The Green Bay Packers and Chicago Bears played a lot of memorable games since they first met back in 1921 but the Week 15 meeting at Soldier Field in Chicago was one of the strangest. Neither team had their starting quarterback available and by the end of the game, the Packers were down to third string signal caller Rich Campbell. The Bears started with their third-stringer Rusty Lisch. Eventually, they got so desperate that Hall of Fame running back Walter Payton took over as the quarterback late in the first half.

Packers and Bears Dealing with Quarterback Injuries

Both team’s starting quarterbacks were injured before this game even started. Packers starter Lynn Dickey was unavailable due to severe headaches, so rookie Randy Wright got the start. Wright struggled early and completed just 4-of-10 passes for 75 yards before he suffered a knee injury and was replaced by Campbell. Both starter Jim McMahon and backup Steve Fuller were injured for the Bears, so Mike Ditka had to start his third stringer in Lisch.

The Packers defense caused a turnover in Chicago territory late in the first quarter to set up the first score of the game. Campbell threw his first career touchdown pass, a three-yard toss to tight end Ed West. Al Del Greco booted the extra point and the Packers led 7-0.

The Packers Face Walter Payton at Quarterback

Late in the first half, with Lisch struggling, Ditka chewed him out on the sidelines. The quarterback had fumbled multiple times and the offense was going nowhere. Lisch then refused to go back into the game, telling Bears offensive coordinator Ed Hughes that Ditka couldn’t talk to him that way.

According to Jeff Pearlman’s biography of Payton, “The Enigmatic Life of Walter Payton,” Ditka approached Lisch on the bench and said, “Please go back in the game. I didn’t mean that stuff. You’re a great kid.” But Lisch refused to return to action.

So, Payton came in to play quarterback much to the amazement of the crowd. He ran six plays as quarterback, all of them out of the shotgun. Payton ran for 12 yards on his first play at the unfamiliar position which only added to his 175 yards rushing on 35 carries for the game.

Payton had trouble calling one play, telling his teammates in the huddle, “One time he said, ‘Screen left to Cal [Thomas] over there,’” Bears center Jay Hilgenberg said. “The rest of the time he had it all right.”

“It’s O.K., but I wouldn’t want to make a living out of it,” Payton said when asked about playing quarterback. “After 10 years in this league, there isn’t much that can surprise me.”

At the end of the drive, Packers safety Tom Flynn intercepted Payton’s pass. “I’ve always told people I’m the only person in the record books to intercept Walter Payton’s pass from the quarterback position,” Flynn said later.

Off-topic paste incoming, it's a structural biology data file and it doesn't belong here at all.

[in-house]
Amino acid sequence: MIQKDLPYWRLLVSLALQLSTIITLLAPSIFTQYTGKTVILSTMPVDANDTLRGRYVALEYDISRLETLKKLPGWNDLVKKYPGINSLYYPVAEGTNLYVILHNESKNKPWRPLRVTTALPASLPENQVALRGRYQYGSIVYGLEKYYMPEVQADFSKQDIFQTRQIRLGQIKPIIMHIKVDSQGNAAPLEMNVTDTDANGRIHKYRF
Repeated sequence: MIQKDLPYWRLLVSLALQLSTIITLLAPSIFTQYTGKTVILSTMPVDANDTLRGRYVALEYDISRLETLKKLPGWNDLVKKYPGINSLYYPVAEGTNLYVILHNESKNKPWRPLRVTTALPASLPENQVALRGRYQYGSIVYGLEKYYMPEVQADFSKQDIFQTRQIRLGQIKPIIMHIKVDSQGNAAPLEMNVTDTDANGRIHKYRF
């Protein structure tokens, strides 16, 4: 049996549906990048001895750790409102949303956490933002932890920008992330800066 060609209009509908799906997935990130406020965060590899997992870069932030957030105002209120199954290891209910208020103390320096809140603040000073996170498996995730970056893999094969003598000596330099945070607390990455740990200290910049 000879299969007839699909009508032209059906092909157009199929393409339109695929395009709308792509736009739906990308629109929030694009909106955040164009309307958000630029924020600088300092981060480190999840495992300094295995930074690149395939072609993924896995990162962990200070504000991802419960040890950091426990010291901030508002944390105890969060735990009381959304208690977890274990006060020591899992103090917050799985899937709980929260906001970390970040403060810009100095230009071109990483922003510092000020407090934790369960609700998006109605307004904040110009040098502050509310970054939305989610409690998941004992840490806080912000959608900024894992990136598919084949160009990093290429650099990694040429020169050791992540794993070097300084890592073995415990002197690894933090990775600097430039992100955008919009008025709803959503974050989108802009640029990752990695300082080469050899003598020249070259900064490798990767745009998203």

The interception kept the score 7-0 Packers at the half.

Packers QB Rich Campbell Struggles

Late in the third quarter, the Bears tied the game after Gary Fencik intercepted Campbell and returned it to the Green Bay 14. Four plays later, Payton threw a halfback option pass to fullback Matt Suhey to make the score 7-7.

But the Packers retook the lead on the ensuing kickoff. Del “Popcorn” Rodgers returned the kick 97-yards for a touchdown. The snap on the extra point attempt was off and the Green Bay lead was 13-7.

Walter Payton Throws a TD Pass Against the Packers

In the final minute of the third quarter, Campbell threw another interception. Seven plays later, Payton scored in a more conventional way, running around left end for a 12-yard touchdown early in the fourth quarter to make it 14-13 Chicago.

That lead held up until the final minute of the game. The Bears had a chance to win it in the final two minutes when they drove into Packers territory. The drive stalled at the 29 but Ditka opted to go for it on 4th-and-1. The Packers defense managed to hold, and Green Bay got the ball back.

The Packers Last Minute Drama

Campbell then completed three straight passes which got the ball into Chicago territory in the final minute. But the Packers were called for holding which put the ball back at the Bears 43. Had they declined the penalty, Packers coach Forrest Gregg said after the game he would have asked Del Greco to try a 50-yard field goal.

Gregg said he would have tried a 50-yard FG if the Bears didn’t take the penalty. “We took the penalty instead of letting them try to make a field goal because I didn’t want to lose the game on that kind of a field goal,” Ditka said after the game.

So, the Packers had the ball at the Bears 43 with just 34 seconds left in the game. Facing third-and-long, Campbell went back to pass. The Bears nearly sacked the former first-round pick out of Cal, but he escaped and hurled the ball deep down the field in the general direction of speedy wide receiver Phil Epps.

The ball was severely underthrown, but Epps came back and beat defensive back Terry Schmidt to the ball. “I thought it was going to hit Schmidt in the head,” Campbell admitted. “Epps came back and got the ball.”

“I saw the ball coming and saw the ball was over his head,” Epps explained. “I knew I had to get into the end zone, so I put a move on him.”

Epps scored and the Packers held on for a 20-14 win. The Packers improved to 7-8 on the season. The Bears, who had already clinched a playoff berth, dropped to 9-6 but now knew they had to play their first playoff game on the road.

This would be the last time the Packers would beat the Bears until they swept both games in 1989. This win was easily the career highlight for Campbell who never started a game in his four-year career with the Packers despite being the sixth overall pick in the 1981 NFL Draft.



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